Wednesday, October 27, 1999

High lonesome rose

Posted By on Wed, Oct 27, 1999 at 12:00 AM

Sally Timms is known for her estimable vocal contributions to the Mekons, a 20-year-old punk-turned-reggae-turned-country-turned-avant-garde-rock group that continues to record. Her voice is one of the high points on classic Mekons recordings, such as So Good It Hurts and Curse of the Mekons. On those records, Timms’ singing stands out like a single rose amid a bouquet of rough-and-tumble gardenias. With her second full-length solo disc, Timms slows things down considerably and performs as her alter ego, Cowboy Sally. Surrounded by some of Chicago’s more talented musicians who play what they like to call "Insurgent Country," Timms’ glorious voice is put to good use. Besides a great rendition of Johnny Cash’s "Cry Cry Cry," Cowboy Sally interprets the compositions of fellow Mekon Jon Langford, Wilco’s Jeff Tweedy, Nashville exile Robbie Fulks and the Handsome Family’s depressive love couple, Brett and Rennie Sparks.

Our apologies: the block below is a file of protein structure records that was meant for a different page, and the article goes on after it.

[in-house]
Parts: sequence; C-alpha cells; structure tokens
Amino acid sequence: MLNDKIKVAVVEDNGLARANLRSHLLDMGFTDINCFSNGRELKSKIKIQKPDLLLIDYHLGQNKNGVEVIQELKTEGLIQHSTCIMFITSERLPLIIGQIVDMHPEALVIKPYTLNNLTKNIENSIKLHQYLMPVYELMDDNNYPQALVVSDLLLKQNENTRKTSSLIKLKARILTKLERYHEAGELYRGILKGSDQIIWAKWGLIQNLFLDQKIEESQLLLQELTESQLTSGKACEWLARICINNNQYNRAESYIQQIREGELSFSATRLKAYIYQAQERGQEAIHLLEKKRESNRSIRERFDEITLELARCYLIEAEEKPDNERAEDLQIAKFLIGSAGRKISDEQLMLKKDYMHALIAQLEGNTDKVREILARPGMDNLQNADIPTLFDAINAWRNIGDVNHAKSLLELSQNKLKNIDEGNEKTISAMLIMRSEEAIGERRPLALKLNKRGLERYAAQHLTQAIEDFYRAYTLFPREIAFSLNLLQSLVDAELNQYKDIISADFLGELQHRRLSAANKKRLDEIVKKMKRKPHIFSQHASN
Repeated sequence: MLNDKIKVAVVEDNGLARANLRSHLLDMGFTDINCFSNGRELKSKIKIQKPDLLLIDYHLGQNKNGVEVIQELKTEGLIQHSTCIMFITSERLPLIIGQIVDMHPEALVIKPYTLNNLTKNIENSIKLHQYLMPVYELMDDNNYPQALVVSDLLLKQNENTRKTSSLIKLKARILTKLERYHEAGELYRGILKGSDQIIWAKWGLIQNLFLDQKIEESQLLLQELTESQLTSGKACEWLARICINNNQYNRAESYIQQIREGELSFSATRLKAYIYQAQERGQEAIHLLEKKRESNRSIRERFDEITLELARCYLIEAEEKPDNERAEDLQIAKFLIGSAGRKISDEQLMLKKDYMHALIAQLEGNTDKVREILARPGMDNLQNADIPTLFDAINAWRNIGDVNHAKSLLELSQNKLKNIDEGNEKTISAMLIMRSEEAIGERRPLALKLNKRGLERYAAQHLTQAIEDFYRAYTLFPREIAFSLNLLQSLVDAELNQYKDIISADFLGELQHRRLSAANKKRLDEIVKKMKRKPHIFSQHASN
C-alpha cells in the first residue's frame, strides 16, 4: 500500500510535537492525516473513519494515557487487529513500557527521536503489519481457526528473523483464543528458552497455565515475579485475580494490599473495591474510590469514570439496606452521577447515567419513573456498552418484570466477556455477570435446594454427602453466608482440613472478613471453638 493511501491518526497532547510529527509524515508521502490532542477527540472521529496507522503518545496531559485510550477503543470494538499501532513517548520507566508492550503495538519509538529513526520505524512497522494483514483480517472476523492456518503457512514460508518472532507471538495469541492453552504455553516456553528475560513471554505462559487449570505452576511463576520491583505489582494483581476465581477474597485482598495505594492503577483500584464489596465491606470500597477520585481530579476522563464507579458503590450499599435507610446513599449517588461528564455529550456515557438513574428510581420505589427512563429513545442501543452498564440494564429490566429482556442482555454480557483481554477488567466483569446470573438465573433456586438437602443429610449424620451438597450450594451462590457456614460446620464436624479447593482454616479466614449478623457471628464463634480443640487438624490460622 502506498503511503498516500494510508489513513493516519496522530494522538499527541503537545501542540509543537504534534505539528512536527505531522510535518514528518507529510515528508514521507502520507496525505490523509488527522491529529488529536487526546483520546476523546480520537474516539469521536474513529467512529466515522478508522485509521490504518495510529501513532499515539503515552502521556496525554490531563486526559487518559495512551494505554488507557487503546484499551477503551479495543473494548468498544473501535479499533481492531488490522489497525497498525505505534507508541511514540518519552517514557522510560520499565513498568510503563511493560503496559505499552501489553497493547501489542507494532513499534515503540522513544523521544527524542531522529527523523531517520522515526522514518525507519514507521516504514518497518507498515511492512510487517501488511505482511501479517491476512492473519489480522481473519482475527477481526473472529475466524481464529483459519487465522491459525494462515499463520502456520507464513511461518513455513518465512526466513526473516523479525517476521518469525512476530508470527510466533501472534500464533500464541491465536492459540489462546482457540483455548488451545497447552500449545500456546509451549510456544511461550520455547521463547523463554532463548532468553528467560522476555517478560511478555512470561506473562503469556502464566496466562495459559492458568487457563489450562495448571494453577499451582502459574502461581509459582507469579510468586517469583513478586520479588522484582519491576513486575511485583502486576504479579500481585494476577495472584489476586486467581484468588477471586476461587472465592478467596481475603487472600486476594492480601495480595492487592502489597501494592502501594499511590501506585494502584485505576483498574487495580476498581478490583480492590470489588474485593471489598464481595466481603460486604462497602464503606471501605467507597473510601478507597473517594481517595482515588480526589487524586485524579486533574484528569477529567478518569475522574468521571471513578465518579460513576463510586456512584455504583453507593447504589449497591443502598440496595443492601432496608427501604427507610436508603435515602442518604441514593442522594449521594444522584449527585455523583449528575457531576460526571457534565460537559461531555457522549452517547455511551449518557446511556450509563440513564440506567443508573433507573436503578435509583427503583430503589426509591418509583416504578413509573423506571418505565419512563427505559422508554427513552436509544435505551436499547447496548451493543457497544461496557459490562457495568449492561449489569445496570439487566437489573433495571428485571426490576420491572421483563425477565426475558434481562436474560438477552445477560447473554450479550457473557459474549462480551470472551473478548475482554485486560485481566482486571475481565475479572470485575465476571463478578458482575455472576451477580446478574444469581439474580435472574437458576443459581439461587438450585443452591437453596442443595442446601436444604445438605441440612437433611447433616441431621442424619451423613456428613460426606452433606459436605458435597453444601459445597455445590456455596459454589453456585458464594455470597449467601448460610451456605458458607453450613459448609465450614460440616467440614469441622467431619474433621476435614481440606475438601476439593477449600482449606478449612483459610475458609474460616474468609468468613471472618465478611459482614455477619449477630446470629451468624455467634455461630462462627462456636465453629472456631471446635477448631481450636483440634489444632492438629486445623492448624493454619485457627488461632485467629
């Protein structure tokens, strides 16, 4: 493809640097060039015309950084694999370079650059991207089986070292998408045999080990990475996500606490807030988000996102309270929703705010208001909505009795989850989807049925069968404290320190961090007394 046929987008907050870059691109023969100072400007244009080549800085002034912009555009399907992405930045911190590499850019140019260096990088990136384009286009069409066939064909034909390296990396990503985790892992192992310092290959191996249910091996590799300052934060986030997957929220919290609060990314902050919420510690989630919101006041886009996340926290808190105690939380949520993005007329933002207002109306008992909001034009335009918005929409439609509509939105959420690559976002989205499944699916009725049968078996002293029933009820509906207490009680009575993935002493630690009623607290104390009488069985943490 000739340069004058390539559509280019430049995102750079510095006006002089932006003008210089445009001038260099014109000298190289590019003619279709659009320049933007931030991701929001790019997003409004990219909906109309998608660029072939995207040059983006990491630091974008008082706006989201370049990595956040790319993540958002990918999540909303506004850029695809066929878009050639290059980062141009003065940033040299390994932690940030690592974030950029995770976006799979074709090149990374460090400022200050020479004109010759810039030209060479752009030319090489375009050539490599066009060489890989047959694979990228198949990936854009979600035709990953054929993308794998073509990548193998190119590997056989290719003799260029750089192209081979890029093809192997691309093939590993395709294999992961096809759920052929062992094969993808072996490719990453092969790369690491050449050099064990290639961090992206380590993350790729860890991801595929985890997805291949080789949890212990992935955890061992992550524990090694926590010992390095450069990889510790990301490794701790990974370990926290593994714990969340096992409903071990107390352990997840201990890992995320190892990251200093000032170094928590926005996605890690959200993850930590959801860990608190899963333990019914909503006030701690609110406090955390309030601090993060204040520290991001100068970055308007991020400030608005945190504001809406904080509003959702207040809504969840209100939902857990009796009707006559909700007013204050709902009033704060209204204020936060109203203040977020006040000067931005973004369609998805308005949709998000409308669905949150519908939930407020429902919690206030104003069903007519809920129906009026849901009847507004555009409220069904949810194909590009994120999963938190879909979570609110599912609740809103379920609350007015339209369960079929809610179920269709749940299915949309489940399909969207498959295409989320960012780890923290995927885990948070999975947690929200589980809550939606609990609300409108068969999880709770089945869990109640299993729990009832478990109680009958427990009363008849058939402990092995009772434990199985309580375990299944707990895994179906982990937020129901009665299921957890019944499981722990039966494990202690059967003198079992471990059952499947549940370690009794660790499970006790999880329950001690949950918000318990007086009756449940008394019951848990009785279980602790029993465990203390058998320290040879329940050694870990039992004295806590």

A charming collection of songs with traditionalist C&W roots, Twilight Laments showcases the glorious melancholy of Timms’ backwater muse.

Her dramatic reading of Guy Lawrence’s "Dreaming Cowboy" is as pure as a mountain stream and stands up there with the best of such country divas as Kitty Wells or Patsy Cline. With Jessica Billey and Andrew Bird contributing authentic fiddle playing and Jon Rauhouse laying down some great steel guitar, this record has a high, lonesome feel that’s not always present on the latest album by Ms. Shania Twain. Trust a bawdy gal from England to play American country music good and proper.


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